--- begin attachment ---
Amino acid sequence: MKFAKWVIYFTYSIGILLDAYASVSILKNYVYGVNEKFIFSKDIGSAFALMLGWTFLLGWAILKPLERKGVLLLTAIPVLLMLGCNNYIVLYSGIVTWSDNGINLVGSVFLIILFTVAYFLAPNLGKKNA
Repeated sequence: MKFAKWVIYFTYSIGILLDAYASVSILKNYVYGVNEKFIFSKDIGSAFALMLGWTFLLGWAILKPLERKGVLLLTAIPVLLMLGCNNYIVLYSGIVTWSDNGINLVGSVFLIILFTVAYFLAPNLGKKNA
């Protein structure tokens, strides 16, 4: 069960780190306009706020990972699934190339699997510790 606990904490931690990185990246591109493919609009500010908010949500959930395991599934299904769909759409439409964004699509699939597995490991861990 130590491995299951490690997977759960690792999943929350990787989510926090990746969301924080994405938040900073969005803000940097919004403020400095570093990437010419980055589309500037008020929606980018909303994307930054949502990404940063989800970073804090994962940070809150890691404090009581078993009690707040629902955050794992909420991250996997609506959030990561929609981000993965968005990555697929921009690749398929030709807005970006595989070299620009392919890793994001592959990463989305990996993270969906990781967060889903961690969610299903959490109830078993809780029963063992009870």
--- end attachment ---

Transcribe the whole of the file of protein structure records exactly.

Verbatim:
Amino acid sequence: MKFAKWVIYFTYSIGILLDAYASVSILKNYVYGVNEKFIFSKDIGSAFALMLGWTFLLGWAILKPLERKGVLLLTAIPVLLMLGCNNYIVLYSGIVTWSDNGINLVGSVFLIILFTVAYFLAPNLGKKNA
Repeated sequence: MKFAKWVIYFTYSIGILLDAYASVSILKNYVYGVNEKFIFSKDIGSAFALMLGWTFLLGWAILKPLERKGVLLLTAIPVLLMLGCNNYIVLYSGIVTWSDNGINLVGSVFLIILFTVAYFLAPNLGKKNA
């Protein structure tokens, strides 16, 4: 069960780190306009706020990972699934190339699997510790 606990904490931690990185990246591109493919609009500010908010949500959930395991599934299904769909759409439409964004699509699939597995490991861990 130590491995299951490690997977759960690792999943929350990787989510926090990746969301924080994405938040900073969005803000940097919004403020400095570093990437010419980055589309500037008020929606980018909303994307930054949502990404940063989800970073804090994962940070809150890691404090009581078993009690707040629902955050794992909420991250996997609506959030990561929609981000993965968005990555697929921009690749398929030709807005970006595989070299620009392919890793994001592959990463989305990996993270969906990781967060889903961690969610299903959490109830078993809780029963063992009870």